Courts & the Law, News

Legislature overrides veto, joins seven other states in making partisan judicial elections law

Superior and District Court judicial candidates will now be identified on the ballot with an R or D by their name. The Republican-led General Assembly voted to override Democratic Gov. Roy Cooper’s veto of House Bill 100.

The House voted along party lines to override the veto yesterday and the Senate voted today.

Ford Porter, a spokesman for Cooper, released the following statement:

“Injecting partisan politics into our courts is wrong and harmful to our state. Once again, as with HB2, legislative Republicans have created a solution in search of a problem to advance a divisive political agenda that won’t create good jobs, improve our schools, or put more money in the pockets of middle class families. Governor Cooper will continue to fight for better priorities.”

Senate President Pro Tem Phil Berger posted a picture of the Senate’s override on his website.

“For years, Gov. Cooper and his allies have stoked fears of voter disenfranchisement – yet when he had the opportunity to actually increase voter involvement, he rejected a measure that the data suggests would do just that. I’m pleased the General Assembly corrected the governor’s misstep and this bill is now law.”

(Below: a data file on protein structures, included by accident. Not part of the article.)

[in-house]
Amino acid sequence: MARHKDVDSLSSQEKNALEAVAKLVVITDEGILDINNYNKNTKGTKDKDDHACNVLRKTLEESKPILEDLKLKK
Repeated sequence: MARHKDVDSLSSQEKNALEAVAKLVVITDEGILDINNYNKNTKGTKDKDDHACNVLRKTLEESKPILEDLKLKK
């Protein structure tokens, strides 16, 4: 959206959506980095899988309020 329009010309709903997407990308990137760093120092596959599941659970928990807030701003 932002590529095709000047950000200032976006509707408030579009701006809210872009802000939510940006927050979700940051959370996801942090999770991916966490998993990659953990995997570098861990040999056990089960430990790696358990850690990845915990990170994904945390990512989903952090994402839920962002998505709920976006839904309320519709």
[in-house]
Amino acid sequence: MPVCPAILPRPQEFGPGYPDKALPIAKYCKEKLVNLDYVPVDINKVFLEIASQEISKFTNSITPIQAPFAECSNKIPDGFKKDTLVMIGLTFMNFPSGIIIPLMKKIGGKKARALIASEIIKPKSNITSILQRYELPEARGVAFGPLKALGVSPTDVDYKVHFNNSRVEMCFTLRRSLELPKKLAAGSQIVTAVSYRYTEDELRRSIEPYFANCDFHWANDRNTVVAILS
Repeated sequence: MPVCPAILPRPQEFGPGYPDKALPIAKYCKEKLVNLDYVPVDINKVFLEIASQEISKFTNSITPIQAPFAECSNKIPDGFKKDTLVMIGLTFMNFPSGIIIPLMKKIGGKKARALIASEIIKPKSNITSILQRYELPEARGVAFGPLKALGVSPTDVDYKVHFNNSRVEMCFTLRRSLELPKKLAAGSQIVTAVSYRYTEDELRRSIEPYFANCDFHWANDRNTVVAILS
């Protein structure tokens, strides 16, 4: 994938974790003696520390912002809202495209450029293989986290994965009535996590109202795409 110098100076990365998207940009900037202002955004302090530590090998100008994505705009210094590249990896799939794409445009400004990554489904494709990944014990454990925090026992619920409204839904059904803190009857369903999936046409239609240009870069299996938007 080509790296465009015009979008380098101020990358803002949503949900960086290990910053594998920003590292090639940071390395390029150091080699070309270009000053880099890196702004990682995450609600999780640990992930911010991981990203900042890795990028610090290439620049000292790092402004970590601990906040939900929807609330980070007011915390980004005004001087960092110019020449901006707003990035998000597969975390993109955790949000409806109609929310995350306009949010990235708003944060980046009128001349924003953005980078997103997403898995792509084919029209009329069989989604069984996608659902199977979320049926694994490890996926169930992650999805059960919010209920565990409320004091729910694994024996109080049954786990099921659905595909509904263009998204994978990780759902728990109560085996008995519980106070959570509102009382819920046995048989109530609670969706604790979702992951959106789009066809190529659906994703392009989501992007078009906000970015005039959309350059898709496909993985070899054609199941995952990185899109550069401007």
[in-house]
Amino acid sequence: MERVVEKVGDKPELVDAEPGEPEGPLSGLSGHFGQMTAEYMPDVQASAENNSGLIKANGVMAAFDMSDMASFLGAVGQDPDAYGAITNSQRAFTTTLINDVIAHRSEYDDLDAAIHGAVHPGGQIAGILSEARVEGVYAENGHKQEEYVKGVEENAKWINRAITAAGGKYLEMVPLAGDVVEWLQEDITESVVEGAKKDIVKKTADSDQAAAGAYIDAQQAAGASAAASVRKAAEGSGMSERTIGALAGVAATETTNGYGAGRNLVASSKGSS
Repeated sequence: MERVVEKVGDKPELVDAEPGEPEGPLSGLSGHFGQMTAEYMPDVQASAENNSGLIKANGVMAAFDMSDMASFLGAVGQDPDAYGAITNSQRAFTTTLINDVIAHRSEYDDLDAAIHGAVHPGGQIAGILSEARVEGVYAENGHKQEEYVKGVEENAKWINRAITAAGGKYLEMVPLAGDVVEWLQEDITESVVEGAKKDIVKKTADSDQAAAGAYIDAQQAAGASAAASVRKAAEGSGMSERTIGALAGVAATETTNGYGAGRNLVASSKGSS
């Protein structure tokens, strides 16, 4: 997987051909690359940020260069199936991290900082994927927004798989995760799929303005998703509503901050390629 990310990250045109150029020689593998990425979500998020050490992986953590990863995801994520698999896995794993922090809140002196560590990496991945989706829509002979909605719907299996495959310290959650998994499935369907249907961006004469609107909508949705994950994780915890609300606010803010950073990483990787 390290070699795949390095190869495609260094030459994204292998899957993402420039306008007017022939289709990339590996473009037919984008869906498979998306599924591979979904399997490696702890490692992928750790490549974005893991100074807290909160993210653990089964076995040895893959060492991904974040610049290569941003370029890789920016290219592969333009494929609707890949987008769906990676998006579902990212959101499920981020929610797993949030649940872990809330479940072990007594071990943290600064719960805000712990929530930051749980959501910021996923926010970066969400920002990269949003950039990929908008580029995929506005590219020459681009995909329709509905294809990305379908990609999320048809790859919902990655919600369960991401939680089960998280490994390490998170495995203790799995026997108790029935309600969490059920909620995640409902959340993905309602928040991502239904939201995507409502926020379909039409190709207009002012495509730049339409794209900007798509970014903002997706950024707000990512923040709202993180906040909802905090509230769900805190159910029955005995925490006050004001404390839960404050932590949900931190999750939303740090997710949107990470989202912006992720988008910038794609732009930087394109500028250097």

Republican proponents of the bill have argued that voters have a right to know the political ideology of a judge. Democrat opponents have argued that judges should remain untouched by partisan elections to keep the judicial branch independent.

North Carolina joins only seven other states in the nation that have partisan judicial elections.

One Comment


  1. Laurie

    March 24, 2017 at 9:18 am

    Remember when they had to have this as part of their Monster Voting Law.
    Now they are very publicly walking it back because it is more convenient for them because all that matters is a (R) behind a name?

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